Army Contracts Decline Shows Signs of Plateau in FY2015
By: Jesse Ellman
Since 2008, the Department of Defense’s (DoD) contracting portfolio has faced significant resource pressures, as a result of the ongoing budget drawdown, sequestration, and its aftermath. Those pressures have not been evenly distributed within DoD. As discussed in CSIS’s recently released report on Defense Acquisition Trends, the Army has borne a disproportionate share of the decline in contract obligations since 2008, falling by nearly three-fifths in a period when overall DoD contract obligations fell by only a third. The winding-down of combat operations in Iraq and Afghanistan has been a major driver of this decline, which has consistently been notably steeper than the overall decline in DoD contract obligations in each year.
With FY2015 contract data now available through the Federal Procurement Data System (FPDS), CSIS has begun to examine whether the trends observed in the first two years of the post-sequestration defense contracting environment would continue to hold. For the Army, at least, the data shows a notable slowing of the decline in contract obligations in 2015. Overall Army contract obligations dropped by 6 percent in 2015, roughly in line with the overall decline in DoD contract obligations, and less than half the rate of decline observed for the Army in 2014. 2015 is thus the first year since 2010 that the rate of decline for Army contracts has not exceeded the rate of decline for DoD contracts overall.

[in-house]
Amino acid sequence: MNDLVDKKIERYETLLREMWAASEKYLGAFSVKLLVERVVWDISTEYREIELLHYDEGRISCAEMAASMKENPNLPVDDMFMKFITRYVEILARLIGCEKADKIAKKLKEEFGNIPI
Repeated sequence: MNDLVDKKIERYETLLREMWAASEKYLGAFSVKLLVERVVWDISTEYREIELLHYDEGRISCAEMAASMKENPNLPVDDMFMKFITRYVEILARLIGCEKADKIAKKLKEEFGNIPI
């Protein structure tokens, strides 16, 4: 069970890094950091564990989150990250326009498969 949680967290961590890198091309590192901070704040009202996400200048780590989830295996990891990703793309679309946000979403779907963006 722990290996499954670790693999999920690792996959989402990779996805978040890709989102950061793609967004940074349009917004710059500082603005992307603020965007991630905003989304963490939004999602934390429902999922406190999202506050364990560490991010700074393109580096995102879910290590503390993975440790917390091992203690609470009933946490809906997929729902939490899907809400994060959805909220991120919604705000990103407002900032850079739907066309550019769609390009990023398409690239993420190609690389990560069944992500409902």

Even within the Army’s contracting portfolio, the decline in contract obligations has not been evenly distributed. Army contract obligations for services have been relatively preserved during the drawdown, falling by less than half since 2008, despite widespread belief that services would bear a disproportionately large share of cuts in a constrained budgetary environment. Meanwhile, Army contract obligations for products and for research & development (R&D) have both declined by nearly two-thirds since 2008.
This disparity is not simply a factor of the declining pace of overseas combat operations; rather, as discussed in the aforementioned CSIS report on defense acquisition trends, this represents a larger issue with Army acquisition. Since the failure of the Army’s Future Combat Systems program, the Army has been largely unable to start and sustain development programs for Major Defense Acquisition Programs (MDAPs), resulting in a five-year trough in the Army’s major weapons system development pipeline.
2015 represents a break in the trends seen within the Army’s contracting portfolio. Contract obligations for Army services declined at nearly twice the rate of overall Army contracts, while both products and R&D were nearly flat. While that data represents another year in the Army’s developmental trough, it also indicates that the fundamental decline may have plateaued. With little money committed to major developmental programs, the Army does find itself with a potentially significant opportunity: to take a step back, draw lessons from the wars in Iraq and Afghanistan, evaluate potential future threats and missions, and direct its requirements and developmental priorities accordingly once more resources become available.
CSIS will continue to examine the implications of the FY2015 data on defense contracting in the coming weeks and months on the CSIS Defense360 portal.